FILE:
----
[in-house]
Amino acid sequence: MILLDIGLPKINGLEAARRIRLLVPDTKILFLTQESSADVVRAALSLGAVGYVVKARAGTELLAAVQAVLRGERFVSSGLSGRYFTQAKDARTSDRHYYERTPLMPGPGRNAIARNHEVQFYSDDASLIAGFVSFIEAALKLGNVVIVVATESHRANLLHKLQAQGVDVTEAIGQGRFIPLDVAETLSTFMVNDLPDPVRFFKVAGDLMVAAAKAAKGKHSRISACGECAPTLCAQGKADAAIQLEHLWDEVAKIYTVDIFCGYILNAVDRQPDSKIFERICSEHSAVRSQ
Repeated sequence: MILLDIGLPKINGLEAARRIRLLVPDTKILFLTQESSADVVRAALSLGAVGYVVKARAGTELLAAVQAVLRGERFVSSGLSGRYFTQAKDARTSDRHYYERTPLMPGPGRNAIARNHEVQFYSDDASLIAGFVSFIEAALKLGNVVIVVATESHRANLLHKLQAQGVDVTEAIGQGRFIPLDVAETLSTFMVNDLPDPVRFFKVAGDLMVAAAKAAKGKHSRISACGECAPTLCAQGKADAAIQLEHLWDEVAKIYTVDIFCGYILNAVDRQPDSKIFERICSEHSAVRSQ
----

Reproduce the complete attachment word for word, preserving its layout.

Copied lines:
[in-house]
Amino acid sequence: MILLDIGLPKINGLEAARRIRLLVPDTKILFLTQESSADVVRAALSLGAVGYVVKARAGTELLAAVQAVLRGERFVSSGLSGRYFTQAKDARTSDRHYYERTPLMPGPGRNAIARNHEVQFYSDDASLIAGFVSFIEAALKLGNVVIVVATESHRANLLHKLQAQGVDVTEAIGQGRFIPLDVAETLSTFMVNDLPDPVRFFKVAGDLMVAAAKAAKGKHSRISACGECAPTLCAQGKADAAIQLEHLWDEVAKIYTVDIFCGYILNAVDRQPDSKIFERICSEHSAVRSQ
Repeated sequence: MILLDIGLPKINGLEAARRIRLLVPDTKILFLTQESSADVVRAALSLGAVGYVVKARAGTELLAAVQAVLRGERFVSSGLSGRYFTQAKDARTSDRHYYERTPLMPGPGRNAIARNHEVQFYSDDASLIAGFVSFIEAALKLGNVVIVVATESHRANLLHKLQAQGVDVTEAIGQGRFIPLDVAETLSTFMVNDLPDPVRFFKVAGDLMVAAAKAAKGKHSRISACGECAPTLCAQGKADAAIQLEHLWDEVAKIYTVDIFCGYILNAVDRQPDSKIFERICSEHSAVRSQ